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The objective of work ow recovery is to enforce the failure atomicity of the work ows The recovery procedures must make sure that, if a failure occurs in any of the work ow-processing components (including the scheduler), the work ow will eventually reach an acceptable termination state (whether aborted or committed) For example, the scheduler could continue processing after failure and recovery, as though nothing happened, thus providing forward recoverability Otherwise, the scheduler could abort the whole work ow (that is, reach one of the global abort states) In either case, some subtransactions may need to be committed or even submitted for execution (for example, compensating subtransactions) We assume that the processing entities involved in the work ow have their own local recovery systems and handle their local failures To recover the executionenvironment context, the failure-recovery routines need to restore the state information of the scheduler at the time of failure, including the information about the execution states of each task Therefore, the appropriate status information must be logged on stable storage We also need to consider the contents of the message queues When one agent hands off a task to another, the handoff should be carried out exactly once: If the handoff happens twice a task may get executed twice; if the handoff does not occur, the task may get lost Persistent messaging (Section 1943) provides exactly the features to ensure positive, single handoff
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Work ows are often hand coded as part of application systems For instance, enterprise resource planning (ERP) systems, which help coordinate activities across an entire enterprise, have numerous work ows built into them The goal of work ow management systems is to simplify the construction of work ows and make them more reliable, by permitting them to be speci ed in a high-level manner and executed in accordance with the speci cation There are a large number of commercial work ow management systems; some, like FlowMark from IBM, are general-purpose work ow management systems, while others are speci c to particular work ows, such as order processing or bug/failure reporting systems In today s world of interconnected organizations, it is not suf cient to manage work ows only within an organization Work ows that cross organizational boundaries are becoming increasingly common For instance, consider an order placed by an organization and communicated to another organization that ful lls the order In each organization there may be a work ow associated with the order, and it is important that the work ows be able to interoperate, in order to minimize human intervention The Work ow Management Coalition has developed standards for interoperation between work ow systems Current standardization efforts use XML as the underlying language for communicating information about the work ow See the bibliographical notes for more information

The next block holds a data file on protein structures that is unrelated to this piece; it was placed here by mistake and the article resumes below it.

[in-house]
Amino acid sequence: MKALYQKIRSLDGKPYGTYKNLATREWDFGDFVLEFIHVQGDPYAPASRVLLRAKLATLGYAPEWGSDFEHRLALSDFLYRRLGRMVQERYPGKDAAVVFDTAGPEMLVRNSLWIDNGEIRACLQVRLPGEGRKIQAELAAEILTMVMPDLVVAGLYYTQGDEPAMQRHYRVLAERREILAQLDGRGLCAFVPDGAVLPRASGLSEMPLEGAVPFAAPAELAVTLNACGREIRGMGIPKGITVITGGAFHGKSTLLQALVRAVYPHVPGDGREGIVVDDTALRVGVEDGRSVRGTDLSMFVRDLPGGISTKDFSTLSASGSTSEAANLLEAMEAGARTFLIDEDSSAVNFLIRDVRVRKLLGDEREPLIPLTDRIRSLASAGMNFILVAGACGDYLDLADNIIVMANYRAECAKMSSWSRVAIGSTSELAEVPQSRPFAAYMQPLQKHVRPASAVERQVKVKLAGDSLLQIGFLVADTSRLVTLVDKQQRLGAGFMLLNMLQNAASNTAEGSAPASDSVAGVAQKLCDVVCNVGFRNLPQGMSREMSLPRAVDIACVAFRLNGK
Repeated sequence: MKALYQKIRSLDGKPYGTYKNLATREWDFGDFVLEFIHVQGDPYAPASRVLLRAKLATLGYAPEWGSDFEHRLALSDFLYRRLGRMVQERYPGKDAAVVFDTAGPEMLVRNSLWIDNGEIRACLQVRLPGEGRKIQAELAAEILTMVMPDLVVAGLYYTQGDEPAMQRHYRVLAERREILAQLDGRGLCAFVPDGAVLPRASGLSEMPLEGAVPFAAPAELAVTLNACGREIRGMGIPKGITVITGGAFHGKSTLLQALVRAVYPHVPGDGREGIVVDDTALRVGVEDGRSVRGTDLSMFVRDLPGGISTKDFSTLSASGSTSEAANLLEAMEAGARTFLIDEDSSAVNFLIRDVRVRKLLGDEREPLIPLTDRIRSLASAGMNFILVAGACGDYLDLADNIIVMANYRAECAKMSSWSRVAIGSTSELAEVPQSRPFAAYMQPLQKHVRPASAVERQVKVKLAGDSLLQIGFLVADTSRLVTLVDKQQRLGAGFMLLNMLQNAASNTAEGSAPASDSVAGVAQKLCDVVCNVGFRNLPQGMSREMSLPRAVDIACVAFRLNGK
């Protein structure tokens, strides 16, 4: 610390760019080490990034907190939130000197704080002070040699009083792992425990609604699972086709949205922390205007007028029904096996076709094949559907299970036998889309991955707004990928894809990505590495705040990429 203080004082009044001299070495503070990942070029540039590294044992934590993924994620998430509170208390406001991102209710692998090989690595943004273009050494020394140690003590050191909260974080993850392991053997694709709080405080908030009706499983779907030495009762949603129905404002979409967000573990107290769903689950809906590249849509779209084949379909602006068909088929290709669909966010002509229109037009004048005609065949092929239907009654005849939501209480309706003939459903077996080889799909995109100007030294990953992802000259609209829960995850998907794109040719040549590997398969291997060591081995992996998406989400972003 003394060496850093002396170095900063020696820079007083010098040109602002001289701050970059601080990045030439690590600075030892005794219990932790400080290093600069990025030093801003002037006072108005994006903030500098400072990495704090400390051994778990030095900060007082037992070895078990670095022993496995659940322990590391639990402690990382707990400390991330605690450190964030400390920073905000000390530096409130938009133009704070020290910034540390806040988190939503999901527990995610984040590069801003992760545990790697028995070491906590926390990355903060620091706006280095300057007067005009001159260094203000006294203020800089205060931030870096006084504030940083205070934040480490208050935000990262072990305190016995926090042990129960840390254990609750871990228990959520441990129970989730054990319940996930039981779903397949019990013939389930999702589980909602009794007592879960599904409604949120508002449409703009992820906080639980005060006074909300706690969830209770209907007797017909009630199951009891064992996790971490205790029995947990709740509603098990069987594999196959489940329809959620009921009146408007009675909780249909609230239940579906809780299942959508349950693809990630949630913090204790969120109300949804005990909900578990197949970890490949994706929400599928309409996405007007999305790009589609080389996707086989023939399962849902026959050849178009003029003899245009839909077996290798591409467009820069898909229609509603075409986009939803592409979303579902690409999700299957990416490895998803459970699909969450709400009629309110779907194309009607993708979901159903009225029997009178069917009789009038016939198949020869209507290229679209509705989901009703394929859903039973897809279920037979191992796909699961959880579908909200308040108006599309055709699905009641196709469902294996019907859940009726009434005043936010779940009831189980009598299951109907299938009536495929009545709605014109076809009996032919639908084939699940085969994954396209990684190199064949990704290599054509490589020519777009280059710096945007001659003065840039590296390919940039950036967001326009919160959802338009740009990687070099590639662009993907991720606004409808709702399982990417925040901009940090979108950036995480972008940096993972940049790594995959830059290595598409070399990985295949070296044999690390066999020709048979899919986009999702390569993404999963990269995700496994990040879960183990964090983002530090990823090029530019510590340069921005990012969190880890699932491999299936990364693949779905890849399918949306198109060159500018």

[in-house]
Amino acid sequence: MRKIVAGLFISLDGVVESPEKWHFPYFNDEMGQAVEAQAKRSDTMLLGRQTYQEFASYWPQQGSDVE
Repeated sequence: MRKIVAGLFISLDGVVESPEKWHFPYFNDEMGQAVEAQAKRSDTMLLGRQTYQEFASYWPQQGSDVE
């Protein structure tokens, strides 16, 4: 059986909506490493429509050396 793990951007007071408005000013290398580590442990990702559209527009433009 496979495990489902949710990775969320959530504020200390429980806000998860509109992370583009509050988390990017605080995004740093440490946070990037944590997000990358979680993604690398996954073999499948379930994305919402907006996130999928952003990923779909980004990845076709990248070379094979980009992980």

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To allow a high rate of transaction processing (hundreds or thousands of transactions per second), we must use high-performance hardware, and must exploit parallelism These techniques alone, however, are insuf cient to obtain very low response times, since disk I/O remains a bottleneck about 10 milliseconds are required for each I/O and this number has not decreased at a rate comparable to the increase in processor speeds Disk I/O is often the bottleneck for reads, as well as for transaction commits The long disk latency (about 10 milliseconds average) increases not only the time to access a data item, but also limits the number of accesses per second We can make a database system less disk bound by increasing the size of the database buffer Advances in main-memory technology let us construct large main memories at relatively low cost Today, commercial 64-bit systems can support main memories of tens of gigabytes For some applications, such as real-time control, it is necessary to store data in main memory to meet performance requirements The memory size required for most such systems is not exceptionally large, although there are at least a few applications that require multiple gigabytes of data to be memory resident Since memory sizes have been growing at a very fast rate, an increasing number of applications can be expected to have data that t into main memory Large main memories allow faster processing of transactions, since data are memory resident However, there are still disk-related limitations:
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